Posted by Tom De Schutter on December 18th, 2014

Growing up in Belgium, it never occurred to me that rain or for that matter water can be in short supply. Living in California for over 8 years now, I know better. While I still enjoy the fantastic weather in the Bay Area, I do realize the importance of having enough rain and water. Water is one of those resources that we easily take for granted. It is in fact the most important resource, but we are just used to the fact that it flows out of a tap, hose or shower with the turn of a valve. According to recent studies, the last three years of drought were the most severe that California experienced in at least 1,200 years.

In the meantime November and December have turned out to be quite wet. While it is great to fill up the basins again, too much rain in a short time brings its own set up problems, like mud slides and trees falling down. On the other hand, it is clear that Californians aren’t really used to rain and call just about anything the storm of the century, as depicted nicely in following picture:

we will rebuild

This cycle of extreme drought, followed by heavy rain reminds me of the problem software developers are facing. Without a strategy to incrementally get access to targets for software developers, the software development cycle for a particular project looks first like a drought: nothing is available to start software bring-up and then all of a sudden hardware is becoming available all at once and the pressure is on to deal with the software requirements of all IP blocks and subsystems at the same time.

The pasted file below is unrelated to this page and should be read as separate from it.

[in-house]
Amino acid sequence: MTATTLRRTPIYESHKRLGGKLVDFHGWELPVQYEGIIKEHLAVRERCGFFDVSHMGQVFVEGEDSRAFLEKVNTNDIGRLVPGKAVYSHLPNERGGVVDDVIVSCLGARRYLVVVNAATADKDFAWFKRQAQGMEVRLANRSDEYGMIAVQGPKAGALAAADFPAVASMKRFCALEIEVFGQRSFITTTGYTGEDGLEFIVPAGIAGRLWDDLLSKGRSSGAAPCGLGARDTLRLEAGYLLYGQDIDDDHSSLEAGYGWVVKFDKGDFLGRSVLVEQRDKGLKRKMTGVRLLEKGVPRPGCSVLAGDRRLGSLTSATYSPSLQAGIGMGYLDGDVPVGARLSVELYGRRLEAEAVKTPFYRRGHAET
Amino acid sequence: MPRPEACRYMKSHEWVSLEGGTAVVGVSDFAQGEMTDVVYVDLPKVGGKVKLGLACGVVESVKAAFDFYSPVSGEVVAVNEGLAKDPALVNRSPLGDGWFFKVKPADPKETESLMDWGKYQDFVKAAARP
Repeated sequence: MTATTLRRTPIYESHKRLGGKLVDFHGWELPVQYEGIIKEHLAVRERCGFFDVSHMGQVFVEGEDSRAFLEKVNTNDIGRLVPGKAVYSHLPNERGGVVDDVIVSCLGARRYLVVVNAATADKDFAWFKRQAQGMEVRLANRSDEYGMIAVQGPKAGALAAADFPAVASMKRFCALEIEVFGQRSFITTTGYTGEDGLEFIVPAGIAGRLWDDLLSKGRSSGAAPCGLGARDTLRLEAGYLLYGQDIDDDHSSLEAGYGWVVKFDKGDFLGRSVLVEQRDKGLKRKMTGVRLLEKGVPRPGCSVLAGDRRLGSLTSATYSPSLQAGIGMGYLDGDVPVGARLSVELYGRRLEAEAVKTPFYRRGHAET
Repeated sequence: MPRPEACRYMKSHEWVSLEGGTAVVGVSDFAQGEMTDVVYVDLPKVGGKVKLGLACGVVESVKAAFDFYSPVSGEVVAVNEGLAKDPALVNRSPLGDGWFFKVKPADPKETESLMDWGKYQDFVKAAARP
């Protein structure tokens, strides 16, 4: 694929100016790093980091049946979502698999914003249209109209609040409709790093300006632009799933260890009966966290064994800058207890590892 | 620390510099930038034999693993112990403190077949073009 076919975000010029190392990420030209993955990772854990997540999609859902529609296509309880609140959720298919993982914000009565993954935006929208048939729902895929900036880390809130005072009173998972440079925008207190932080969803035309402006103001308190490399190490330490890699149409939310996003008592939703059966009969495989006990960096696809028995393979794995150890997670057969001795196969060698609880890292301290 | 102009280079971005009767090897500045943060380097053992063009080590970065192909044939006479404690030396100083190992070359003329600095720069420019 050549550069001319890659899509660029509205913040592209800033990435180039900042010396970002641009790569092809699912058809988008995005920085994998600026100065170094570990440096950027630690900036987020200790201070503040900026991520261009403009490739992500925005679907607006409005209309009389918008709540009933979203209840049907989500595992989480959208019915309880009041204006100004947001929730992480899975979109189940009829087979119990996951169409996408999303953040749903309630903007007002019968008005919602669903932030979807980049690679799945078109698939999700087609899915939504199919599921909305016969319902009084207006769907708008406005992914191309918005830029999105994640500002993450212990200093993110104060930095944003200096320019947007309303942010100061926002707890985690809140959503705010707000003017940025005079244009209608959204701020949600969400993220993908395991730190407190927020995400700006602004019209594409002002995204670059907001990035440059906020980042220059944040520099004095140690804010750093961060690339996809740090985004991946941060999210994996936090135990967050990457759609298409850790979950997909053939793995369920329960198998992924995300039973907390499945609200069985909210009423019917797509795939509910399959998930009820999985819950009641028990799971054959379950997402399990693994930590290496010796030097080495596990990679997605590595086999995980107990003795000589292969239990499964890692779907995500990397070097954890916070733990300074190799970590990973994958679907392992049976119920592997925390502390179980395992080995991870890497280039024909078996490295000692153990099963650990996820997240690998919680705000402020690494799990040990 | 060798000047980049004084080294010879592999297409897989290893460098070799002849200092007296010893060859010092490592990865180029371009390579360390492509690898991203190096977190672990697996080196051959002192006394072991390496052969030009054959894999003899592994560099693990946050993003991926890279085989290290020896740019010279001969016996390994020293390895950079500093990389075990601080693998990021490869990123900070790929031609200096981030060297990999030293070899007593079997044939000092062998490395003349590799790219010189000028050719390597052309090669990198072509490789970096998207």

A more incremental software target development plan can mitigate this problem and alleviate the pressure on the software team,  resulting in a better flow between hardware and software and a better product overall, which is available in the market faster.

It is hard to achieve this flow using purely hardware based targets for software development. Inherently virtual prototypes can be available much earlier since there is no dependence on hardware. Plus the nature of having a model-based approach allows you to stage the incremental target availability any which way you want. That means that the software team can drive the stages based on the logical order of software bring-up, debug and test.

incremental VDKs

So whenever you find yourself in need of an earlier software target to mitigate the trend of software development droughts and floods for your project, you might want to turn on the virtual prototyping hose to ease the software development flow.

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3,000 Reasons To Look Into Virtual Prototyping

Posted by Tom De Schutter on November 21st, 2014

As announced on Nov. 5, Synopsys virtual prototyping book achieved a remarkable milestone of more than 3,000 copies in distribution to more than 1,000 companies. The success of the book highlights the interest in virtual prototyping as a key methodology to shift left software development.

Upon the book’s publication, we received a lot of interest from China and Japan for translated versions of the book. Receiving such high interest for the book in both languages motivated us to start translations, with the Mandarin version already available on the Web site. Soon to follow will be the Japanese translation, scheduled to become available around the end of the year.